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Spain isn't as mellow about meal times as you might think.

For years, the European country has been notorious for its super-late dinner time, usually around 10 p.m., coupled with its nationwide policy for taking a siesta in the mid-afternoon. This time is usually when everyone, including most shops and businesses, close for about two hours so employees can rest.

But the reason behind these customs has nothing to do with a cool and laid-back culture. It actually has to do with some complicated history.

Barcelona at night.
Credit: Stefano Politi Markovina/AWL Images Ltd/Getty Images

According to an article by Food & Wine, Spaniards have been living in the incorrect time zone since World War II. Judging by geographical location, Spain is in the same area as other countries such as Portugal, Morocco, and the U.K., which all run on Greenwich Mean Time (GMT).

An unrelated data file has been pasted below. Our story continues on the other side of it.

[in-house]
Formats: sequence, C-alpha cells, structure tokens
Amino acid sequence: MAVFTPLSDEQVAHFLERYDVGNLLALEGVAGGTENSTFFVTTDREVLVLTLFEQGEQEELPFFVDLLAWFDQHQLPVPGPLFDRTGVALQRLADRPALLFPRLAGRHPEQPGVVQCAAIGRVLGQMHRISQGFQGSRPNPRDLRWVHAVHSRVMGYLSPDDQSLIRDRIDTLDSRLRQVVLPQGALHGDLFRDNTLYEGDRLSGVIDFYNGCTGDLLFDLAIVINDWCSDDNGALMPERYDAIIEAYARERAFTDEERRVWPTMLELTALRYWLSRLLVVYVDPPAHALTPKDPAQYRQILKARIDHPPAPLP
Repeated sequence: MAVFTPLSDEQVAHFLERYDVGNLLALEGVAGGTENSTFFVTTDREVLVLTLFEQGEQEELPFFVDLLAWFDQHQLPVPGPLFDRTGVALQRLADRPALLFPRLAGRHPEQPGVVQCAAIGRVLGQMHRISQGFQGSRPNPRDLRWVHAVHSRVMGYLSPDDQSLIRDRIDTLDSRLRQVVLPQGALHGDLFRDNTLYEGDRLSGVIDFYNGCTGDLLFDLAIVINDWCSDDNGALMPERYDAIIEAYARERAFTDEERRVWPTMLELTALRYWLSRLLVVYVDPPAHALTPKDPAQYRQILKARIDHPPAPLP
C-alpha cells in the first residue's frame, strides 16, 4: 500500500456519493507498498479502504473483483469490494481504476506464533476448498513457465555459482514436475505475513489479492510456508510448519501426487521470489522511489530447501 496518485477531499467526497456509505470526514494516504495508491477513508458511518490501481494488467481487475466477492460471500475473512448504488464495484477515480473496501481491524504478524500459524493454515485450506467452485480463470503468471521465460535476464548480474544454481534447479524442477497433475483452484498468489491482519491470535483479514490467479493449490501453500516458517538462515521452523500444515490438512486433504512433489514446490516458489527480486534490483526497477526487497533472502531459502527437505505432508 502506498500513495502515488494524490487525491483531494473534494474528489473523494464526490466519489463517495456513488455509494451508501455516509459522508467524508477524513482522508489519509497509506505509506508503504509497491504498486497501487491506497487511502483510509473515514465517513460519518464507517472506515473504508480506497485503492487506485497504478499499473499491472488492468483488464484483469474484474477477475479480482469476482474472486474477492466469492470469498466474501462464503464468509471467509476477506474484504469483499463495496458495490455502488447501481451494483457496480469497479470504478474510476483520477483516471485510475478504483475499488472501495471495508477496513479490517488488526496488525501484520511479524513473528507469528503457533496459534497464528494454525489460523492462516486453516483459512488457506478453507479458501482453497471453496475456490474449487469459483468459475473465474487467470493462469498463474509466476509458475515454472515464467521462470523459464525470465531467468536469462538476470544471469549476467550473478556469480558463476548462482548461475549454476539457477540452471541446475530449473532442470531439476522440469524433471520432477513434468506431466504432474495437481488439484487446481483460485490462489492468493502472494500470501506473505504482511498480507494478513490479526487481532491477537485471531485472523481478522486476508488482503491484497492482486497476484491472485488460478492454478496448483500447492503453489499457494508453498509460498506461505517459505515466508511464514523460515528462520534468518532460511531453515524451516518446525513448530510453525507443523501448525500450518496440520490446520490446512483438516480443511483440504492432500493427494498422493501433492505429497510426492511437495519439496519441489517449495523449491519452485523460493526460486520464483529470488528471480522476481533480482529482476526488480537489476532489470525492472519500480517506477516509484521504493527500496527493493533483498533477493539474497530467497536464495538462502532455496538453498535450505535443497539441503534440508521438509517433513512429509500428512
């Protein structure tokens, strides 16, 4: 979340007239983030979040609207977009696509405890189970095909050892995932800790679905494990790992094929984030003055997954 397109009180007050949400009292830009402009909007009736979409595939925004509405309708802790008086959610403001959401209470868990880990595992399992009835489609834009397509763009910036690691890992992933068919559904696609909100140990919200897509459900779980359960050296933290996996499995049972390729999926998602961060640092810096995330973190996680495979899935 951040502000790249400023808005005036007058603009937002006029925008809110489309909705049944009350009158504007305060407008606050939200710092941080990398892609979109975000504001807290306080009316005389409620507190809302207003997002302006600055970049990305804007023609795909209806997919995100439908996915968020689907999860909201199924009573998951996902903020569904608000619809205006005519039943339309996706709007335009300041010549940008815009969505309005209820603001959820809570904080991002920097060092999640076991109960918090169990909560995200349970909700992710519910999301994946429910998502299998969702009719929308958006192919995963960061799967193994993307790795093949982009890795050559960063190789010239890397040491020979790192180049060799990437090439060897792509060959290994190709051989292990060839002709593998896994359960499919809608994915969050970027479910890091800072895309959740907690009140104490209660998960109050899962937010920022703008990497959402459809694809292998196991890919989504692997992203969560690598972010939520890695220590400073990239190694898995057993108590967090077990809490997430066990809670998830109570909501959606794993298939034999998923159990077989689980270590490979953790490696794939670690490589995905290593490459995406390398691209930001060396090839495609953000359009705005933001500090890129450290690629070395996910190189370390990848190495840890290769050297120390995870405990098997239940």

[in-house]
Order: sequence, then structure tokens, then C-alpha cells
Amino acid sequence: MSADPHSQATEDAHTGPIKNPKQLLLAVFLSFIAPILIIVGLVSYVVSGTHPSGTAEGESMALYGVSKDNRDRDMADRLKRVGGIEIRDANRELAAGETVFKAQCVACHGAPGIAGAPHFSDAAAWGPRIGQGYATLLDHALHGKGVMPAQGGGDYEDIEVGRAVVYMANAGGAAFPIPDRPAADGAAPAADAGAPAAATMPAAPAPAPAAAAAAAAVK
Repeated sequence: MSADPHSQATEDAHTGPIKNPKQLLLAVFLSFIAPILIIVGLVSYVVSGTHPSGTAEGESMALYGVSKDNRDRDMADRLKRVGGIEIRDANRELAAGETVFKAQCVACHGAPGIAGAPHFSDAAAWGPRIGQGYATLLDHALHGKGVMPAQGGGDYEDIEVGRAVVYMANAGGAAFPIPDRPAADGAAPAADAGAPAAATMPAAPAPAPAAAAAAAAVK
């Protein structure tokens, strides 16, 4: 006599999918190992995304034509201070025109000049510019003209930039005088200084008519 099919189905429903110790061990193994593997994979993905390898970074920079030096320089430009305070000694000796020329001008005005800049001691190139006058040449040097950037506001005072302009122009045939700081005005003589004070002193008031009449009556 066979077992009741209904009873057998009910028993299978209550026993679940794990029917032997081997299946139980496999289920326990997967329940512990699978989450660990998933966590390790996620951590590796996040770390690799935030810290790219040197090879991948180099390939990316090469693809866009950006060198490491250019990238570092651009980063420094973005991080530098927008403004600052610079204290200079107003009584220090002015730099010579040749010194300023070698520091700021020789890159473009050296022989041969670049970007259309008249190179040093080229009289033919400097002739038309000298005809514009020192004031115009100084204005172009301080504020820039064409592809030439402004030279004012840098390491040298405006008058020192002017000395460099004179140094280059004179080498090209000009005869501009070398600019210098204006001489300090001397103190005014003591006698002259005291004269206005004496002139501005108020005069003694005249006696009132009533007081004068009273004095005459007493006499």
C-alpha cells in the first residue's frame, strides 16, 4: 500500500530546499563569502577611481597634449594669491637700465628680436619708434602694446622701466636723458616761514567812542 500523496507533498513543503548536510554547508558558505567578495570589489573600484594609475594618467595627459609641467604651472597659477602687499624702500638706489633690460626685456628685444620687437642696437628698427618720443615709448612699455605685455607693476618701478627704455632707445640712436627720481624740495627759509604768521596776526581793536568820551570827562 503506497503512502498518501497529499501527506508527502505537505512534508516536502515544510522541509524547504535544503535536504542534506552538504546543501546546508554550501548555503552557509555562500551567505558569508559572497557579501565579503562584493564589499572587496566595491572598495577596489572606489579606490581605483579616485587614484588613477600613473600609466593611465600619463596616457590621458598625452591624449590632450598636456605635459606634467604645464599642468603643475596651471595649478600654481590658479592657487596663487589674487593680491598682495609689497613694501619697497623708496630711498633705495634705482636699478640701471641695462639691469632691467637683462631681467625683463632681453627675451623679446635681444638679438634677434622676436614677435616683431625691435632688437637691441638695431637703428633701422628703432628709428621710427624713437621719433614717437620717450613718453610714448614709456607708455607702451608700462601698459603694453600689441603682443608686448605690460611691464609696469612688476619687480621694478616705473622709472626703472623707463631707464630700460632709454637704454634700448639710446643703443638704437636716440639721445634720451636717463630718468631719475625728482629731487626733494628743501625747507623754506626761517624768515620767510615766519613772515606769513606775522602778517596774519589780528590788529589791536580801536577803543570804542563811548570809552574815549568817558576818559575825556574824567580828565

Spain, however, runs on Central European Time (CET), putting it one hour forward, thanks to former Spanish leader General Francisco Franco, who established the change in order to be more in sync with Nazi Germany.

Even after the war ended, clocks never changed back. Spanish meals, workdays, and even television programming were pushed one hour ahead, hence the later days.

In 2016, Prime Minister Mariano Rajoy announced plans to roll clocks back to GMT in an effort to abolish siestas and set the Spanish workday to end at 6 p.m., as opposed to 8 p.m. Despite public support, Spain's decision to do so — or change time zones — seems to have been put on the back burner.

One benefit of the time change is that summer days are gloriously later — sunset can be around 10 p.m. — however, it can also mean darker winter mornings, with the sun not rising until after 9 a.m.

José Luis Casero, president of the National Commission for the Rationalization of Spanish Schedules, told the BBC, "if we changed time zones, the sun would rise one hour earlier and we'd wake up more naturally, meal times would be one hour earlier and we'd get an extra hour's sleep."